Chioma and Raina are very good friends and have been working together in the banking sector for almost a decade.

Seeing a gap in how long it took small businesses to obtain a loan from banks, they decided to create a software to solve this problem.  They immediately coined up a name for their business and called Jerry, a programmer to develop an app for them.

Chioma’s wealthy uncle, Chief Obi, gave her a cheque of 20 million naira as his own investment in her business.

After confirming that they had enough capital to begin their operations, Chioma and Raina set up interviews for their potential employees.

You can say they did everything “as e dey hot”.

What could go wrong, right?

Well, in our opinion…MANY THINGS, if not everything!

Chioma and Raina’s story is a typical example of how many startups started or are operating their business. Many things are done without the thought of future legal implications. This is because when forming a business, it’s easy to get caught up in the excitement of getting things up and running. However, failing to take the appropriate legal steps can get a company off on the wrong foot.

Let’s consider top legal mistakes startups make which yours should avoid.

  • Not setting up your business properly – Many startups in their excitement and rush do not obtain appropriate legal advice to understand the correct business entity to register. Choosing a business entity is dependent on various factors such as the peculiarities of your business, regulatory issues and factors relating to your business sector. Some register as a business name instead of a limited liability company which protects your personal assets from any liabilities your business might suffer. You can read more on this here and here.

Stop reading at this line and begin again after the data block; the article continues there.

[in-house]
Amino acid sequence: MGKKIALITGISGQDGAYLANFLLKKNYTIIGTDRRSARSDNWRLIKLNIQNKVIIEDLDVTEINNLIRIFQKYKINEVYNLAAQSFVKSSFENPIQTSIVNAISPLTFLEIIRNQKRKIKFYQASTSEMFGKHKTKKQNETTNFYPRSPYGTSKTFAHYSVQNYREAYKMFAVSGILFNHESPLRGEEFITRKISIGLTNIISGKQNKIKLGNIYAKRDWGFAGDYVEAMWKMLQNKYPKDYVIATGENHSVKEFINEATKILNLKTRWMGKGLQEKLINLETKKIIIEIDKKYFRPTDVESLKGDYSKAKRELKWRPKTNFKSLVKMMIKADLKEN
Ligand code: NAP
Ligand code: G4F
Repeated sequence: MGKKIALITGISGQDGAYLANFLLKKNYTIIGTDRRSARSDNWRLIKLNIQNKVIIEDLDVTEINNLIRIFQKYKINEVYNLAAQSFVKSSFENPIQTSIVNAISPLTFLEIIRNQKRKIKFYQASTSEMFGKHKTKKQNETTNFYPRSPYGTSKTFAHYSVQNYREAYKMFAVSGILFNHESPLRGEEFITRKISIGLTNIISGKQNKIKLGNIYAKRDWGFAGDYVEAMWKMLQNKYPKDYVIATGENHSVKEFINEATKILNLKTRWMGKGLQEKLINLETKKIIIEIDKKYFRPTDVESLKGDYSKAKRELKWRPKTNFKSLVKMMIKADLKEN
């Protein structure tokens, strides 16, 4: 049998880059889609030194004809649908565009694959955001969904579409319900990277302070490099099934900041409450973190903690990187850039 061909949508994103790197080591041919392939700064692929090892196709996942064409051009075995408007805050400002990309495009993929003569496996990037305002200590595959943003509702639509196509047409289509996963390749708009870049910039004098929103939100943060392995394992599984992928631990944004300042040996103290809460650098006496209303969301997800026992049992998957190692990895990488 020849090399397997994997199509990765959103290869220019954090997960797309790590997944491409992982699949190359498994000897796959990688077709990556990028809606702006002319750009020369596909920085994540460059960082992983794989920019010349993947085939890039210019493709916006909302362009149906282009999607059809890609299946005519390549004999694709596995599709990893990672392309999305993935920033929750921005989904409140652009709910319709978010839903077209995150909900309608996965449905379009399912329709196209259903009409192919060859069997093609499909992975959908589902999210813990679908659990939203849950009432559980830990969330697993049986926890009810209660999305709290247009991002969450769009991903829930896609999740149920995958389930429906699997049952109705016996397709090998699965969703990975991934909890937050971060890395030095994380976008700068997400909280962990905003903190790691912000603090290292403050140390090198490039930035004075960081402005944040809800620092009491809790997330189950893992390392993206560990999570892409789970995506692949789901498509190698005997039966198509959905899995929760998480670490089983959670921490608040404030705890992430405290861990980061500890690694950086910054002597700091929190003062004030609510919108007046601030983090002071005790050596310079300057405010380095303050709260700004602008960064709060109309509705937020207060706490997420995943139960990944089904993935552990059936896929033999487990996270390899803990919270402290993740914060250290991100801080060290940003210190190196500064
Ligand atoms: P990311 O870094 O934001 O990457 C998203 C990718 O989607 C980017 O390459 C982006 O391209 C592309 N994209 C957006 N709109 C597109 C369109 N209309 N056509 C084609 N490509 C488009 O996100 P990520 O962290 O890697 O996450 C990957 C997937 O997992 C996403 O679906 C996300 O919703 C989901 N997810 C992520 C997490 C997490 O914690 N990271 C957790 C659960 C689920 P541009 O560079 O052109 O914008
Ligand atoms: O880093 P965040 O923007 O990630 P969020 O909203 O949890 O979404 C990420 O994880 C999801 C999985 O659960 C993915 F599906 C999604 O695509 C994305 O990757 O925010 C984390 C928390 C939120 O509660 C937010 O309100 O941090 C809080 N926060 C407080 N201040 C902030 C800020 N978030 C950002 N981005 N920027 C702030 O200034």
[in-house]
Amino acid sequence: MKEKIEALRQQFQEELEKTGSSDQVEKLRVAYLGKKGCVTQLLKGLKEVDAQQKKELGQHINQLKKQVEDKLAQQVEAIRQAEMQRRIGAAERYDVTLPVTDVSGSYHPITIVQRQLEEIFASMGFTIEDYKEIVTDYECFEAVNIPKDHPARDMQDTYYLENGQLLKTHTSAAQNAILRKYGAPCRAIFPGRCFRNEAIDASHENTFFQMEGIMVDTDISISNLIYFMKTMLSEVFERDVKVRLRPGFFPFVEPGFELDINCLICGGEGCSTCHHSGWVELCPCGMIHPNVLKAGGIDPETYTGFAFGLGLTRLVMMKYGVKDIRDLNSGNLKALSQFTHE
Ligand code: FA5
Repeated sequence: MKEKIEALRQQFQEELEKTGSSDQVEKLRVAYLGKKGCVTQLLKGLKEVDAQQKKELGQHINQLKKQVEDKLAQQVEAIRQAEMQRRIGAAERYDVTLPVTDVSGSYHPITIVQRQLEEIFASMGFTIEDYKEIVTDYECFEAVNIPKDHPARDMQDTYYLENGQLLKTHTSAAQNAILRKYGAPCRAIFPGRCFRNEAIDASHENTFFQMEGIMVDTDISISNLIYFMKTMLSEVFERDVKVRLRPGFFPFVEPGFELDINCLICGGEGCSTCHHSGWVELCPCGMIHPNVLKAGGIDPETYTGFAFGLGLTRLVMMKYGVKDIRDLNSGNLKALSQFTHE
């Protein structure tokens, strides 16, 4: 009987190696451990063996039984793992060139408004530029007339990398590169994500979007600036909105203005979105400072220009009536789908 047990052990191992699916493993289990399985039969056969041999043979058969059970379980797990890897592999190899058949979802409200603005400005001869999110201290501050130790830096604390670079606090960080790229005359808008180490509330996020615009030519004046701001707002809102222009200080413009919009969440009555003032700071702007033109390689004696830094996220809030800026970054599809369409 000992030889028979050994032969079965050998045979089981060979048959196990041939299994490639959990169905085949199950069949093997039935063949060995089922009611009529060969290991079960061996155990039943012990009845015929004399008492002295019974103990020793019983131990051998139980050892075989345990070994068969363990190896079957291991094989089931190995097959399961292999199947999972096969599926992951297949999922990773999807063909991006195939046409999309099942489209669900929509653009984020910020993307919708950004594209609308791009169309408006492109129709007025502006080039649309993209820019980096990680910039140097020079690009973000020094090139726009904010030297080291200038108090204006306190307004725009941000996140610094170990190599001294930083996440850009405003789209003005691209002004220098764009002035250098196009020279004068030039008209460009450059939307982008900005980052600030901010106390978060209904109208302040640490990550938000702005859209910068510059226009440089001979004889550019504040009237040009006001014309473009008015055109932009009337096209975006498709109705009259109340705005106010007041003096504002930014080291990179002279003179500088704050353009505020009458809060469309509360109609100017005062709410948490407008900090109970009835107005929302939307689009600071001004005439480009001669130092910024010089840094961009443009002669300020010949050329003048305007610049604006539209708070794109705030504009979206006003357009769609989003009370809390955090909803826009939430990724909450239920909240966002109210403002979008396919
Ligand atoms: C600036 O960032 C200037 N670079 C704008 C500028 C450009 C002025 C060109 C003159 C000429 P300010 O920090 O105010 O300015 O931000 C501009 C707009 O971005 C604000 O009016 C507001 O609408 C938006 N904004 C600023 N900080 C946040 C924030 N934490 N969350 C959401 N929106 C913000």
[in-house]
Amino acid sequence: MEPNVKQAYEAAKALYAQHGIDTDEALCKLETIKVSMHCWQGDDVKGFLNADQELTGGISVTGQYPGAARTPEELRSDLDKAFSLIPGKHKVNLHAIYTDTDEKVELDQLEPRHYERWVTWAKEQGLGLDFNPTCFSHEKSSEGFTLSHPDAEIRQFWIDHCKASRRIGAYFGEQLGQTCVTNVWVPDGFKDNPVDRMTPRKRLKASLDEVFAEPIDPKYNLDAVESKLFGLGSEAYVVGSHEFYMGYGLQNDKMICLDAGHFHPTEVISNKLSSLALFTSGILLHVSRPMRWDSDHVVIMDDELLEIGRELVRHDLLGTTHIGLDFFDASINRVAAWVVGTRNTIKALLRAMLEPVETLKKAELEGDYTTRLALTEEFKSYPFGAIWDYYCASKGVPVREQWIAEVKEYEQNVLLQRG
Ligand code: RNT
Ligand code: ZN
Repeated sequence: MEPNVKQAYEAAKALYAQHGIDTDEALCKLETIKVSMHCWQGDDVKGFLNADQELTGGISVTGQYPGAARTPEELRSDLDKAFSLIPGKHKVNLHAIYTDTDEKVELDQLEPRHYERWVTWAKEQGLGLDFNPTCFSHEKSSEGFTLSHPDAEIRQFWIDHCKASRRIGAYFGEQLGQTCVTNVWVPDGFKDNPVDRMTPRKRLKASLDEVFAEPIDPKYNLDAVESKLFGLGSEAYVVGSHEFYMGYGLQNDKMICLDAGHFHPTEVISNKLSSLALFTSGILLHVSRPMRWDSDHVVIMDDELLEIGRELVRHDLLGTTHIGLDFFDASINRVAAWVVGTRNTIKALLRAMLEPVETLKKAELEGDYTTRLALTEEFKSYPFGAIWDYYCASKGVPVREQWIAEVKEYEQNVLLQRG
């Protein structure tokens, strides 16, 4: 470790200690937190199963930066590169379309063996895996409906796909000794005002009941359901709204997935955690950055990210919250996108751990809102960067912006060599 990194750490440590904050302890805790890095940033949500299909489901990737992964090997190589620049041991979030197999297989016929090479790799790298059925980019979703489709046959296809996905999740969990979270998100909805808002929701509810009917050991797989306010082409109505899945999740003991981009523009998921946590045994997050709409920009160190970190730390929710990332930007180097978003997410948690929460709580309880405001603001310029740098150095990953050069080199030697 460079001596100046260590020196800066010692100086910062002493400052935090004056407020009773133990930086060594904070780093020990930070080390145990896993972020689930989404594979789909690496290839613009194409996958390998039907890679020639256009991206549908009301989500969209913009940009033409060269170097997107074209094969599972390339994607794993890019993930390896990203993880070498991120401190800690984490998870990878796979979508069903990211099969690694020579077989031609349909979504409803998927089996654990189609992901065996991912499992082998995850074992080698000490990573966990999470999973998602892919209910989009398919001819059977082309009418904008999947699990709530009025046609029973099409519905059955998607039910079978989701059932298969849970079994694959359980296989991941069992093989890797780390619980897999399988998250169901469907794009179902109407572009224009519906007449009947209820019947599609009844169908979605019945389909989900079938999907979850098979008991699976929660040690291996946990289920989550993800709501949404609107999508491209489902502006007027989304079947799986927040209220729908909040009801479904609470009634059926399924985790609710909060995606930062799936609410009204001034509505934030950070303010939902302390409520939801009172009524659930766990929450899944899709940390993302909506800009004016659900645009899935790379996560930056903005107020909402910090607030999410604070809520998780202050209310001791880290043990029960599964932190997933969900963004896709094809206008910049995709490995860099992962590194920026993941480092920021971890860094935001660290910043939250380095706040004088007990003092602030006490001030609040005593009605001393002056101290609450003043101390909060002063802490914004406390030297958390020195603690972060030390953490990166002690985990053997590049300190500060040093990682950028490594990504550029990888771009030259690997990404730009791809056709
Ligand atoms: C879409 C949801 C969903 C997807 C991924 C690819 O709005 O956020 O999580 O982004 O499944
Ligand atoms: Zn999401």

• Not having crystal clear agreements with your co-founders – Like Chioma and Raina, you and your co-founder(s) could be friends and may think your friendship is enough to sustain your business partnership. Questions such as who controls what, who owns what, and who does what will eventually arise so it’s better to pose them right at the beginning. This is important not only because it will prevent the possibility of future dispute but also because knowing the answer to these questions will also define every co-founder’s responsibilities. You can learn more here and here.
  • Not having employee contracts – Everyone who will work for you or with you must know clearly all that their job entails. Salaries, working hours and other details need to be clearly spelt out. You can read more here
  • Not Protecting Your Intellectual Property – Chioma and Raina must be clear with Jerry as to who owns the source codes and every other thing involved in the development of their software. You cannot leave things like this to chance. Learn more on protecting your IP here.
  • Not Getting Writing Important Terms Down – A deal sealed via a WhatsApp voice note won’t protect your business when problems arise. The terms of every deal and who has what responsibilities need to be penned down. Chioma and her Uncle must have documents that clearly state what he gets as an investor and his limits.
  • Not Having a Privacy Policy and a Non-Disclosure Agreement – A privacy policy is needed to steer clear of legal issues especially for your website or a web-based service. Also, an NDA works to protect your intellectual property. They are the best legal umbrella to use if you need to talk business to folks outside your organization. These should cover trade secrets, financial data and any other data that keeps your business moving forward.

Talking to a lawyer is your best bet in avoiding these mistakes. You can access one here.

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